Next Thursday, September 19th, I will be standing on a stage in front of 200 people performing a stand-up comedy routine I have written myself.
The reality of what I have agreed to do hasn’t quite kicked in yet. I’m sure it will around two hours before the event is about to start, when I’ll start shaking uncontrollably and looking shiftily towards the exits for a way out.
I can’t pretend I’ve not had enough notice, as I agreed to do this over a year ago. The comedy challenge is for charity, in aid of Wirral Mencap, and is held every year. I would have taken part in last year’s challenge if it weren’t for some personal matters that were going on (things that, actually, would make for great material now). Therefore ,I agreed to do it for the following year, safe in the knowledge that something over 12 months away was far enough in the distance I wouldn’t need to worry about it.
That “12 months away” is now next week, and I’m not certain I’m quite ready.
I have been tentatively writing the routine for the last 12 months, going over amusing stories I believe I could make into very funny ones and working out ways to link them. My comedy is intended to be a sequence of stories, rather than a series of jokes. I don’t really do jokes, so hopefully it will still be amusing for the audience.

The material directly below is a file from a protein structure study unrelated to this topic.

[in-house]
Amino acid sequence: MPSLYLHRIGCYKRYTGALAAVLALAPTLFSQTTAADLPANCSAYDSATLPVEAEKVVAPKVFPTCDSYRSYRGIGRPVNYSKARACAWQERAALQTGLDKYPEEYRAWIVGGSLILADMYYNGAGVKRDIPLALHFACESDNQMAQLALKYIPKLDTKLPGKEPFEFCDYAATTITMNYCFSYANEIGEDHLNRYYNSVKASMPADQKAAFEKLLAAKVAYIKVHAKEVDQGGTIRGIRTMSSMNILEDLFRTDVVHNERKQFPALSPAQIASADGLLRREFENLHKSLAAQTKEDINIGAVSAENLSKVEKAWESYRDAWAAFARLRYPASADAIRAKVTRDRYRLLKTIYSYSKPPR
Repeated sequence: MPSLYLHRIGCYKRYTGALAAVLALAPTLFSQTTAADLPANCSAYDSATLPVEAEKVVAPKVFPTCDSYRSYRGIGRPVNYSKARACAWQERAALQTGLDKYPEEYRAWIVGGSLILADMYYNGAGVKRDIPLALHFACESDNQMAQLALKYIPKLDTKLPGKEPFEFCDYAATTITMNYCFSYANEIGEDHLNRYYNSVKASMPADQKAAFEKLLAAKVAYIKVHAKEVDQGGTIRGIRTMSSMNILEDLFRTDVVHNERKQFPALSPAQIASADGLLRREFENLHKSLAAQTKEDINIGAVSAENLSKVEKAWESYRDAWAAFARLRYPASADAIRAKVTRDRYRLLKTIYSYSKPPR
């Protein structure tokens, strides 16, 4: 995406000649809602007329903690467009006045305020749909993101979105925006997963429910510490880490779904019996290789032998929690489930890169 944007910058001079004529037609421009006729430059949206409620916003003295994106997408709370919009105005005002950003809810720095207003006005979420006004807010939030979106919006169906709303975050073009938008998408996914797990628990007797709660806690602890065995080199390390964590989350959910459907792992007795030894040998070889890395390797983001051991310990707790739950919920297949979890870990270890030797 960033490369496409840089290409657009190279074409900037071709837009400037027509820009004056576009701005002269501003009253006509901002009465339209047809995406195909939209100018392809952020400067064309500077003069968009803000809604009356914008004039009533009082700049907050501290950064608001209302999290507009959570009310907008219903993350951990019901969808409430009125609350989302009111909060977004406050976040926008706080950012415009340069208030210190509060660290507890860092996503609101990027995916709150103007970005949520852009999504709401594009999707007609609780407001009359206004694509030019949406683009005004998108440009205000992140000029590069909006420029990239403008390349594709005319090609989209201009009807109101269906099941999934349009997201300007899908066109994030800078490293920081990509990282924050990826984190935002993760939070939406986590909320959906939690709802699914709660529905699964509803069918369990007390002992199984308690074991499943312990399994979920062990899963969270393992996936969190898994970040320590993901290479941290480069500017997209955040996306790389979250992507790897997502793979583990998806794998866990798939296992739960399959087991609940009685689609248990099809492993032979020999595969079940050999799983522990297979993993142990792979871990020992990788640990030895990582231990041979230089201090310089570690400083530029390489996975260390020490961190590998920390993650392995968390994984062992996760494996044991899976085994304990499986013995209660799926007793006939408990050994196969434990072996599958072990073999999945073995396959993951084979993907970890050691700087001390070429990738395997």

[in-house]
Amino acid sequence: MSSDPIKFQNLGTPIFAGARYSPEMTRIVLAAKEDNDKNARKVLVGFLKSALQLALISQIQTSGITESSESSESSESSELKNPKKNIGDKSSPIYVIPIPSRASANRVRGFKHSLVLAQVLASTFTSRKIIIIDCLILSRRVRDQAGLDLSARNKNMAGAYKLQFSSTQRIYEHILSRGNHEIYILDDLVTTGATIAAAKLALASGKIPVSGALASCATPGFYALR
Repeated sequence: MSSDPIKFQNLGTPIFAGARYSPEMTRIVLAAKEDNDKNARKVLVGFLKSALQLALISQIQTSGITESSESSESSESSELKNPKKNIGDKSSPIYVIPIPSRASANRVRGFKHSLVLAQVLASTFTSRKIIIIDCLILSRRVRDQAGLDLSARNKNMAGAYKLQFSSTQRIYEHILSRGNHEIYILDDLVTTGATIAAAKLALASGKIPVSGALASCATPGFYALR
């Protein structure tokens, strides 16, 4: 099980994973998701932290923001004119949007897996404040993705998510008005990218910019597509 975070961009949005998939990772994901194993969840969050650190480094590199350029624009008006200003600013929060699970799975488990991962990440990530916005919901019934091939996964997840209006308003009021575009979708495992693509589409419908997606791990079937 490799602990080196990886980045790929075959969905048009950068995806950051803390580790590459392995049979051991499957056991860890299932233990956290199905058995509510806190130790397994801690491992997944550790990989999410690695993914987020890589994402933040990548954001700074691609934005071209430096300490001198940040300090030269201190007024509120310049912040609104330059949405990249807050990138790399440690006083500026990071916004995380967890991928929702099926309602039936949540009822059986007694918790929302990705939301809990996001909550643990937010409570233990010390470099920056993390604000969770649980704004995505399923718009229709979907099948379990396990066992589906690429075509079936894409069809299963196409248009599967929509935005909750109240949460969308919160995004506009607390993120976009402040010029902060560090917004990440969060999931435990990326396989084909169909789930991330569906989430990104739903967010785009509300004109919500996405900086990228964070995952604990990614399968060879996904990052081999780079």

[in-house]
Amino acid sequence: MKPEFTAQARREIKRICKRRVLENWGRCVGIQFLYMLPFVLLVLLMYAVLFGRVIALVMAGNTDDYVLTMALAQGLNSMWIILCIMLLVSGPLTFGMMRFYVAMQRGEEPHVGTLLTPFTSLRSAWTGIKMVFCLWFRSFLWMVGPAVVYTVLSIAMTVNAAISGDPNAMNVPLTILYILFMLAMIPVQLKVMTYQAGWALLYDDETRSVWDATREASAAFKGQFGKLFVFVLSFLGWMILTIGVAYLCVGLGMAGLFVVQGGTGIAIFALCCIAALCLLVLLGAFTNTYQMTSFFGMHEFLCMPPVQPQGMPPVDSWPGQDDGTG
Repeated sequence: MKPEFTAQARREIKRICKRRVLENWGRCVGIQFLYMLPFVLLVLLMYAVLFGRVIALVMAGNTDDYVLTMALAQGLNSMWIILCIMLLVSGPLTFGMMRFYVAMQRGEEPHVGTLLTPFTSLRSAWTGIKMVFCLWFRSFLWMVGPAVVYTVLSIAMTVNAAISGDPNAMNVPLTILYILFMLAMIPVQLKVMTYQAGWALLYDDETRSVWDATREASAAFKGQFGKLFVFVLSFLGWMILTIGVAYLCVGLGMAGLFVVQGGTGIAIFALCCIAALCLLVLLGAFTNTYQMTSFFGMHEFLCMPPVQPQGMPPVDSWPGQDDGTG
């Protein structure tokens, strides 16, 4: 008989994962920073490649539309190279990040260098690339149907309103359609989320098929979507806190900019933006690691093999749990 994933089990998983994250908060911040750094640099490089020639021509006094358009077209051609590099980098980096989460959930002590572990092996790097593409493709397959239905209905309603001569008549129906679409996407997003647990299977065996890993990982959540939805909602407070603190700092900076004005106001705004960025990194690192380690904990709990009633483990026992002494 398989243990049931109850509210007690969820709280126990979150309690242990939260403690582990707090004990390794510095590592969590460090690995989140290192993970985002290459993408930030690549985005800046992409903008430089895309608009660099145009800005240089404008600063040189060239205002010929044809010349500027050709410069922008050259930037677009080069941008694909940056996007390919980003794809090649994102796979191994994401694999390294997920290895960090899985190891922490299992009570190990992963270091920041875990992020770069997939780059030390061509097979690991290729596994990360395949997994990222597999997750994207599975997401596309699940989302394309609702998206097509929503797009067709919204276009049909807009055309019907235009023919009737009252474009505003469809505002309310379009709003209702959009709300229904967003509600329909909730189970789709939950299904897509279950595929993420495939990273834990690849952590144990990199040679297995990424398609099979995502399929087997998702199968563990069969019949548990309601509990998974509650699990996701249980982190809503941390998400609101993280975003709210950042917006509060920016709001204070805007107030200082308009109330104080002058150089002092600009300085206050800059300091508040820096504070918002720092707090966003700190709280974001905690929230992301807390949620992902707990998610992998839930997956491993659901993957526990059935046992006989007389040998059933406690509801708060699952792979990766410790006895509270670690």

I have been studying some stand-up comedians, such as Micky Flannagan and his ridiculous self-deprecating stories, and Ed Gamble and his style of delivery. I’m probably going to more resemble an angry Rhod Gilbert, if I’m honest.
One of the main reasons I wanted to do this, apart from supporting the charity of course, was because the challenge included a number of training sessions with a professional comedian. As someone who likes to present, and has always liked to talk in front of an audience, I believe the sessions with a comedian are invaluable to self-development. The chance to learn from a stand-up comic on how to act on a stage in front of a large group of people was something that really appealed to me. I would have happily paid for that sort of tuition.
I have now completed the training sessions, and have had the opportunity to perform and perfect my routine over and over again, receiving feedback from the other amateur comedians and from the professional. One of the best pieces of advice I received was not about what I say, or even how to say it, but about the body language I use while performing. How you move, or rather do not move, adds to what you’re saying. After recording one of my rehearsals and playing it back I found I was moving around like I was trying to break free from invisible restraints. I now have to work on remaining still when it is necessary to do so, and moving only when it is required.
Control my movements and my stories will have more impact and, hopefully, be funnier.
The stand-up comedy challenge takes place on Thursday 19th September, at 7:00 pm, in the Prenton Suite at Tranmere Rovers’ football ground Prenton Park. I’ll be on stage sometime after that. If you’d like to come along, you can book tickets here. If you’d like to sponsor me, and please do, you can donate money here.
I hope to see you there. Bring your own fruit!
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